Domo arigato, Mr. Roboto
Written by:Tom King
Art by: Gabriel Hernandez Walta & Jordie Bellaire
Cover Price: $3.99
Release Date: July 13, 2016
Review by: Branden Murray
Well, it’s time to get back in the saddle again for another ride on the most enjoyably depressing roller coaster I’ve ever been on in my life. Tom King returns for more of his twisted adventures involving the Vision and his created family Virginia, Vin, Viv, and Victor placed in a suburban “Wonderland”. So, are we still looking at doom and gloom for our semi-lovable androids? Will things get worse before they get better? Or are they finally on a path towards redemption before King goes exclusively DC? Will I stop asking so many damn questions and start the review? Yes...yes I will.
Last issue ended on quite the cliffhanger. We found out that Victor, who is Vision’s brother and also created by Ultron, has been sent by the Avengers to “spy” and “report” on the Vision family. Vin stumbled upon these plans, playing with the family dog, and was paying dearly for his misstep at the hands of his Uncle Victor when things wrapped up in June’s eighth issue.
So, we pick up this newest issue right where we left off, as Virginia (the mother) is looking all over the house for Vin and extremely worried he’s not around. Vision puts little thought into the situation and plays it off as a “boys will be boys” type scenario trying to move on with his day. Vision must have walked in on a lil’ Jim Werner in a previous life to know better than to hunt down a teenage boy who doesn’t want to be found.
Across the street, we see poor Vin continue being magnetized/shocked by his Uncle Victor in the empty lot he stumbled into. As Vin struggles to get free, Victor pleads and begs with him to calm down as “he can explain things”. At this point, we get a middle act, consisting of mostly a flashback, involving Victor. If I had to elevator pitch this flashback it can be summed up into a brief glimpse of Victor’s overall history and past with the Vision and the Avengers. The flashback really emphasizes that this isn’t something Victor is doing out of malice, but because he truly cares for Vision and his family. It also is good at showing that this situation has flat gone out of control.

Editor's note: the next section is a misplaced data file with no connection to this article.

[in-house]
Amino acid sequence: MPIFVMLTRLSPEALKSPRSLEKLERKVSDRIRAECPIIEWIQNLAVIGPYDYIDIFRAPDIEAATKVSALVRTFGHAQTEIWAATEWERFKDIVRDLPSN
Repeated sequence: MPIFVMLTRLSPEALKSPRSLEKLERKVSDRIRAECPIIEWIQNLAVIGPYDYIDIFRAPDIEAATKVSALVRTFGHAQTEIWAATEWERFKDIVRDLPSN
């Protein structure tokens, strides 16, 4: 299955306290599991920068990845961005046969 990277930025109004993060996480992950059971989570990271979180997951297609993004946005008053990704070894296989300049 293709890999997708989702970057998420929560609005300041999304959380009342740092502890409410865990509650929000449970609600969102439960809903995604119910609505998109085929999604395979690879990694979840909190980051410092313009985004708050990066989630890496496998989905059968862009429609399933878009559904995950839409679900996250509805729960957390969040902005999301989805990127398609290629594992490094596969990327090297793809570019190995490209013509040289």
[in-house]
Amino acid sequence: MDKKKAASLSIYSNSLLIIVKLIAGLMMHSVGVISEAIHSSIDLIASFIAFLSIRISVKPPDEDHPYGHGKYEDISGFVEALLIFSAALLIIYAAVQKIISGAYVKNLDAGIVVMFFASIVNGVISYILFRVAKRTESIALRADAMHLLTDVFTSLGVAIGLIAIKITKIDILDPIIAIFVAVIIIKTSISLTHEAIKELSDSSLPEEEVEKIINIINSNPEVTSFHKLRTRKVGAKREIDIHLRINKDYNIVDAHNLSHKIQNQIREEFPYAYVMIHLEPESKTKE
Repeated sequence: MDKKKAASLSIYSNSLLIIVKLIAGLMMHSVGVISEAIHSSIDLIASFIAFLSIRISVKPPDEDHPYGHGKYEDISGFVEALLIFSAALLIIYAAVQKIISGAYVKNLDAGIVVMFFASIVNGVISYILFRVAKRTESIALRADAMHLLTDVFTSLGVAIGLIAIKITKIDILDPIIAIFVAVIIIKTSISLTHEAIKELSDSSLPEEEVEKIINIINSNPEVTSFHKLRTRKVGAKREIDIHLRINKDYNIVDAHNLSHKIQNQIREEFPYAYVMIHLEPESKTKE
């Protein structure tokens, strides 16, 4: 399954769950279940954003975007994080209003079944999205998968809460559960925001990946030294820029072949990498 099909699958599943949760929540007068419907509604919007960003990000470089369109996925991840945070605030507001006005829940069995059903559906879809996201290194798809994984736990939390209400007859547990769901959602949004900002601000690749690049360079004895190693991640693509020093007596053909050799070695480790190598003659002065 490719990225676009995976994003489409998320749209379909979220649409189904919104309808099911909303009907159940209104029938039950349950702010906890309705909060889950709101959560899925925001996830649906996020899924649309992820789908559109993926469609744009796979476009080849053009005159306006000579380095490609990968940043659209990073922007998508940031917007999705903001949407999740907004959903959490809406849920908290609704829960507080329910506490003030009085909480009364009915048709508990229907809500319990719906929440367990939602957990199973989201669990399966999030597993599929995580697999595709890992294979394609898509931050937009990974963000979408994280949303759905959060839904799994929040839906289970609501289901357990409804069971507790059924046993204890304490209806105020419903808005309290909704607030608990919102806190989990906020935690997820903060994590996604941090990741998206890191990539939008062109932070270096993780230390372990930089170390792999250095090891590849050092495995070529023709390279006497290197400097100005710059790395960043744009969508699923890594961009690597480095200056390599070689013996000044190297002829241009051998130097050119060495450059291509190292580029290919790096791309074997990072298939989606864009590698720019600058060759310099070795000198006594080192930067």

We don’t get a whole bunch more than that this issue until the very end where Vin is able to break free of his Uncle’s grasp and shoot a beam from his mind gem to alert his parents. Vision and Virginia come barging into the home but it appears to be too late as the surprise catches Victor off guard and he accidently kills Vin. We end the issue with an ominous warning from our narrator stating “they (the Avengers) would finally understand why and how Vision ascended into madness.”
Other than the huge reveal towards the end of the issue of Vision’s family, there isn’t much more going on in these pages new from last issue. We’re provided a bit of backstory detailing Victor. This serves to fill in the gaps for anybody unaware of who he is, where he comes from, and why he was chosen for this mission and is effective in doing so. I still loved this issue and consider this one of Marvel’s strongest titles.
The art by Walta and colors by Bellaire compliment the tone and creepiness of the story perfectly. King pulls a rabbit out from his hat each issue and I know going in to expect it but still never see it coming. I love those surprises this book provides each month even if they’re never in a way that make you happy on the inside ... yet … or ever.
Bits and Pieces:
The Vision has become the family horror movie I need Marvel to make. It’s rare to find a book you’re able to enjoy month in and month out regardless of what the overall story in the issue tends to be. I love how King keeps us in a constant state of alert and I just have no idea what to expect next. Kudos goes to the entire creative team for staying sharp issue after issue and never wasting a page, a moment, or a panel in this series so far. My only complaint is I see issue 12 and the series ending way too soon.